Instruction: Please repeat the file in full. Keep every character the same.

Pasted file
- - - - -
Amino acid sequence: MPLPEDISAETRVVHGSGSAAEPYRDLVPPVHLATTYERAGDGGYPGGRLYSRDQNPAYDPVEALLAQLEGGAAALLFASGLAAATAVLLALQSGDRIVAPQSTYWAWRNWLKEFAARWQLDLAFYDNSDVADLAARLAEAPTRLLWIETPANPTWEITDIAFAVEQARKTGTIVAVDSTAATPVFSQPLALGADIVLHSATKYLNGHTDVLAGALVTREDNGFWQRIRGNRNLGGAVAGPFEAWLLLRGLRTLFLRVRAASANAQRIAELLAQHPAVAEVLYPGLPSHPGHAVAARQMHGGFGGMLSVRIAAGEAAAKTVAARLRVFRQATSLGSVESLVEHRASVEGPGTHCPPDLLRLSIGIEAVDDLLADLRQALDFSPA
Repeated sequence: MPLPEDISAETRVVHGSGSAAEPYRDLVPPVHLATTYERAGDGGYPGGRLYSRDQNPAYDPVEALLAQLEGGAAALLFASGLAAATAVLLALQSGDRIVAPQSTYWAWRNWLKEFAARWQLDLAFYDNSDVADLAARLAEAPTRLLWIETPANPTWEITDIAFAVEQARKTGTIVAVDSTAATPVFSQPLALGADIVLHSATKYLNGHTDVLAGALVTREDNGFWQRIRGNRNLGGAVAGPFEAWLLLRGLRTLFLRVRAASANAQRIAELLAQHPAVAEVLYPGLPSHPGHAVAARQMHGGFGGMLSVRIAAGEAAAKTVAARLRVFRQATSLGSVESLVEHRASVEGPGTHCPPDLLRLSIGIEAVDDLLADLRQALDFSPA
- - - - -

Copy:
Amino acid sequence: MPLPEDISAETRVVHGSGSAAEPYRDLVPPVHLATTYERAGDGGYPGGRLYSRDQNPAYDPVEALLAQLEGGAAALLFASGLAAATAVLLALQSGDRIVAPQSTYWAWRNWLKEFAARWQLDLAFYDNSDVADLAARLAEAPTRLLWIETPANPTWEITDIAFAVEQARKTGTIVAVDSTAATPVFSQPLALGADIVLHSATKYLNGHTDVLAGALVTREDNGFWQRIRGNRNLGGAVAGPFEAWLLLRGLRTLFLRVRAASANAQRIAELLAQHPAVAEVLYPGLPSHPGHAVAARQMHGGFGGMLSVRIAAGEAAAKTVAARLRVFRQATSLGSVESLVEHRASVEGPGTHCPPDLLRLSIGIEAVDDLLADLRQALDFSPA
Repeated sequence: MPLPEDISAETRVVHGSGSAAEPYRDLVPPVHLATTYERAGDGGYPGGRLYSRDQNPAYDPVEALLAQLEGGAAALLFASGLAAATAVLLALQSGDRIVAPQSTYWAWRNWLKEFAARWQLDLAFYDNSDVADLAARLAEAPTRLLWIETPANPTWEITDIAFAVEQARKTGTIVAVDSTAATPVFSQPLALGADIVLHSATKYLNGHTDVLAGALVTREDNGFWQRIRGNRNLGGAVAGPFEAWLLLRGLRTLFLRVRAASANAQRIAELLAQHPAVAEVLYPGLPSHPGHAVAARQMHGGFGGMLSVRIAAGEAAAKTVAARLRVFRQATSLGSVESLVEHRASVEGPGTHCPPDLLRLSIGIEAVDDLLADLRQALDFSPA